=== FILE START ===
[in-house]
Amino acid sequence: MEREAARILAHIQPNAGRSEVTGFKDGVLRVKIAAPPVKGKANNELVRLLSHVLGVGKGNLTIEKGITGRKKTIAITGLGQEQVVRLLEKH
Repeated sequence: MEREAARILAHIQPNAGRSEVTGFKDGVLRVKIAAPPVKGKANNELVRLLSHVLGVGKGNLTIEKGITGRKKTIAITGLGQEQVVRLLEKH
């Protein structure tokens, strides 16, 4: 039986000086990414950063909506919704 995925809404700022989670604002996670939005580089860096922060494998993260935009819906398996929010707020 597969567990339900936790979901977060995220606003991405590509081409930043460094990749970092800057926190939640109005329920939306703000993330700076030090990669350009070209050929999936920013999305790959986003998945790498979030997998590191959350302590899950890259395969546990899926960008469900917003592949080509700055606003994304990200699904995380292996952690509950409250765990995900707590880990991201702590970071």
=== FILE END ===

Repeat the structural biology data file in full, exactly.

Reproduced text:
[in-house]
Amino acid sequence: MEREAARILAHIQPNAGRSEVTGFKDGVLRVKIAAPPVKGKANNELVRLLSHVLGVGKGNLTIEKGITGRKKTIAITGLGQEQVVRLLEKH
Repeated sequence: MEREAARILAHIQPNAGRSEVTGFKDGVLRVKIAAPPVKGKANNELVRLLSHVLGVGKGNLTIEKGITGRKKTIAITGLGQEQVVRLLEKH
């Protein structure tokens, strides 16, 4: 039986000086990414950063909506919704 995925809404700022989670604002996670939005580089860096922060494998993260935009819906398996929010707020 597969567990339900936790979901977060995220606003991405590509081409930043460094990749970092800057926190939640109005329920939306703000993330700076030090990669350009070209050929999936920013999305790959986003998945790498979030997998590191959350302590899950890259395969546990899926960008469900917003592949080509700055606003994304990200699904995380292996952690509950409250765990995900707590880990991201702590970071």